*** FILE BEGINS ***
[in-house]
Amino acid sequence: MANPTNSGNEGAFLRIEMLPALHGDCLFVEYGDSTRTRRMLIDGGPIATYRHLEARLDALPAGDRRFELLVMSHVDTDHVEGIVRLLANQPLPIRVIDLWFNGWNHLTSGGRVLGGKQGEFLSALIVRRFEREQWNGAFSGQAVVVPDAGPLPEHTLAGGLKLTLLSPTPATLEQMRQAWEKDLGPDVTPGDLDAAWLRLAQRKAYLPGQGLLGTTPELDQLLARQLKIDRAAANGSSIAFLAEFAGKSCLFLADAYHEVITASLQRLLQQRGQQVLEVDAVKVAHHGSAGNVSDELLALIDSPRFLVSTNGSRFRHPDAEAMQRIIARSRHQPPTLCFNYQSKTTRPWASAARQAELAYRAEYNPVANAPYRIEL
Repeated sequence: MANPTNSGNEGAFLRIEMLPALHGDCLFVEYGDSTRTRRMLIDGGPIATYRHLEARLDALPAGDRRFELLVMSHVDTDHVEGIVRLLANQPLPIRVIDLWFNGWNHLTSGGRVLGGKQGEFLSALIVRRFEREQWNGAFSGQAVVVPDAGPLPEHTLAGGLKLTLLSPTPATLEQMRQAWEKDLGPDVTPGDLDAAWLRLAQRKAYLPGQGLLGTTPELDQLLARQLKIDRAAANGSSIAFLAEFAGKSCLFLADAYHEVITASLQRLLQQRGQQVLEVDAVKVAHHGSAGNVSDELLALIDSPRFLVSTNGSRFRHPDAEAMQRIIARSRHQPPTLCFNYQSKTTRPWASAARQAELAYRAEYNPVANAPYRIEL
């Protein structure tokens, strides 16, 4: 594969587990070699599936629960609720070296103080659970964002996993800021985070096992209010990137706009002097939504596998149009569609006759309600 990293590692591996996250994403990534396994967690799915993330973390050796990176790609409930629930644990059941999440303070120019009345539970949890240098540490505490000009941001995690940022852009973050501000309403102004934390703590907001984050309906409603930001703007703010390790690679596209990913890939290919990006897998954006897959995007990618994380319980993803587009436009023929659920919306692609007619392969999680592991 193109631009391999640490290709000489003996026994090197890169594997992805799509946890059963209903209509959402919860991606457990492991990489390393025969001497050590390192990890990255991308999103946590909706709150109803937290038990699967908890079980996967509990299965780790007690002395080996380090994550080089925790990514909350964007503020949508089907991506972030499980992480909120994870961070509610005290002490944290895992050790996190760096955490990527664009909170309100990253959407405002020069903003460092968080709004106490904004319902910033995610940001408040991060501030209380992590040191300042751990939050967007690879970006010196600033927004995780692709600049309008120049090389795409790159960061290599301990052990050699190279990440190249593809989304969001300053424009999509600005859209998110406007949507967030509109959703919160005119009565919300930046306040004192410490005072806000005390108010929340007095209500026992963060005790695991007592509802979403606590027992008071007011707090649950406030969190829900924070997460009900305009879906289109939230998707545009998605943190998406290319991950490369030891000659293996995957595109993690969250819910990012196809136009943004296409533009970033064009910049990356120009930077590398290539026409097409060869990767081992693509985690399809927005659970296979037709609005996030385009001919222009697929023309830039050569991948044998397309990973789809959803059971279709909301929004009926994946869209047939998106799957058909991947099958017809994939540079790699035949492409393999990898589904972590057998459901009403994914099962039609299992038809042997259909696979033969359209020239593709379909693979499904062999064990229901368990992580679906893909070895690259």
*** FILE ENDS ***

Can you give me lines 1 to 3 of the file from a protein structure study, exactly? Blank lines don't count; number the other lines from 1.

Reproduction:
[in-house]
Amino acid sequence: MANPTNSGNEGAFLRIEMLPALHGDCLFVEYGDSTRTRRMLIDGGPIATYRHLEARLDALPAGDRRFELLVMSHVDTDHVEGIVRLLANQPLPIRVIDLWFNGWNHLTSGGRVLGGKQGEFLSALIVRRFEREQWNGAFSGQAVVVPDAGPLPEHTLAGGLKLTLLSPTPATLEQMRQAWEKDLGPDVTPGDLDAAWLRLAQRKAYLPGQGLLGTTPELDQLLARQLKIDRAAANGSSIAFLAEFAGKSCLFLADAYHEVITASLQRLLQQRGQQVLEVDAVKVAHHGSAGNVSDELLALIDSPRFLVSTNGSRFRHPDAEAMQRIIARSRHQPPTLCFNYQSKTTRPWASAARQAELAYRAEYNPVANAPYRIEL
Repeated sequence: MANPTNSGNEGAFLRIEMLPALHGDCLFVEYGDSTRTRRMLIDGGPIATYRHLEARLDALPAGDRRFELLVMSHVDTDHVEGIVRLLANQPLPIRVIDLWFNGWNHLTSGGRVLGGKQGEFLSALIVRRFEREQWNGAFSGQAVVVPDAGPLPEHTLAGGLKLTLLSPTPATLEQMRQAWEKDLGPDVTPGDLDAAWLRLAQRKAYLPGQGLLGTTPELDQLLARQLKIDRAAANGSSIAFLAEFAGKSCLFLADAYHEVITASLQRLLQQRGQQVLEVDAVKVAHHGSAGNVSDELLALIDSPRFLVSTNGSRFRHPDAEAMQRIIARSRHQPPTLCFNYQSKTTRPWASAARQAELAYRAEYNPVANAPYRIEL